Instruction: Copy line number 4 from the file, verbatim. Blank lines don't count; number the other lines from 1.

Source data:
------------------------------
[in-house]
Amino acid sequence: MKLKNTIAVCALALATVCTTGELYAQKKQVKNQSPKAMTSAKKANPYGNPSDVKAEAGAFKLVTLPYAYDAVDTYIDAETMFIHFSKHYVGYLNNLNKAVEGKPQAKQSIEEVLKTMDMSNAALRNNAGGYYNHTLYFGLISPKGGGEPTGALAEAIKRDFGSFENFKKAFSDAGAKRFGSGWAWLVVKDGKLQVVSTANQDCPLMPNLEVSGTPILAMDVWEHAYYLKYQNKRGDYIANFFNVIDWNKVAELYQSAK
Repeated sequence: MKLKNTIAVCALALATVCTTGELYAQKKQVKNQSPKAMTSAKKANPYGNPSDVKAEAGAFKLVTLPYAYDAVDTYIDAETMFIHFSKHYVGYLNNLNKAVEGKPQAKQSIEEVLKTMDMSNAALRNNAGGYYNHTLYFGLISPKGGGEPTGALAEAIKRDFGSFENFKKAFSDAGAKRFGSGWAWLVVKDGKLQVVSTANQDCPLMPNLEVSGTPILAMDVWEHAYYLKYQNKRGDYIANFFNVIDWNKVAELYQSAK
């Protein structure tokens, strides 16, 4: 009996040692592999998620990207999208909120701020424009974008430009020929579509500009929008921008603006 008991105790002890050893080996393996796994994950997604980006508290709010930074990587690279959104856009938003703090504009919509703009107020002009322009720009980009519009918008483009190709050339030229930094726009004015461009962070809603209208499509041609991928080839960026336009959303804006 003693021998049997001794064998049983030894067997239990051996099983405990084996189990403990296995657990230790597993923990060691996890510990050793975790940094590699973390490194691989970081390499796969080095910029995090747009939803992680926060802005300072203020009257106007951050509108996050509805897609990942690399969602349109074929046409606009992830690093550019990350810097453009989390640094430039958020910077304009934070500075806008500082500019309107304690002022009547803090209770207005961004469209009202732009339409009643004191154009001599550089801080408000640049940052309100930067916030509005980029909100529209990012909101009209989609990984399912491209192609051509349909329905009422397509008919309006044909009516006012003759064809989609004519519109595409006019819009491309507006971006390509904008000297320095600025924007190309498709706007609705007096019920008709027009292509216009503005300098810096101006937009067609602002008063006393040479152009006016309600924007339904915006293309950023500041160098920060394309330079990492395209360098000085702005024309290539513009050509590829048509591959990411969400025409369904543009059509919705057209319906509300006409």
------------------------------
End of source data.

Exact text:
């Protein structure tokens, strides 16, 4: 009996040692592999998620990207999208909120701020424009974008430009020929579509500009929008921008603006 008991105790002890050893080996393996796994994950997604980006508290709010930074990587690279959104856009938003703090504009919509703009107020002009322009720009980009519009918008483009190709050339030229930094726009004015461009962070809603209208499509041609991928080839960026336009959303804006 003693021998049997001794064998049983030894067997239990051996099983405990084996189990403990296995657990230790597993923990060691996890510990050793975790940094590699973390490194691989970081390499796969080095910029995090747009939803992680926060802005300072203020009257106007951050509108996050509805897609990942690399969602349109074929046409606009992830690093550019990350810097453009989390640094430039958020910077304009934070500075806008500082500019309107304690002022009547803090209770207005961004469209009202732009339409009643004191154009001599550089801080408000640049940052309100930067916030509005980029909100529209990012909101009209989609990984399912491209192609051509349909329905009422397509008919309006044909009516006012003759064809989609004519519109595409006019819009491309507006971006390509904008000297320095600025924007190309498709706007609705007096019920008709027009292509216009503005300098810096101006937009067609602002008063006393040479152009006016309600924007339904915006293309950023500041160098920060394309330079990492395209360098000085702005024309290539513009050509590829048509591959990411969400025409369904543009059509919705057209319906509300006409």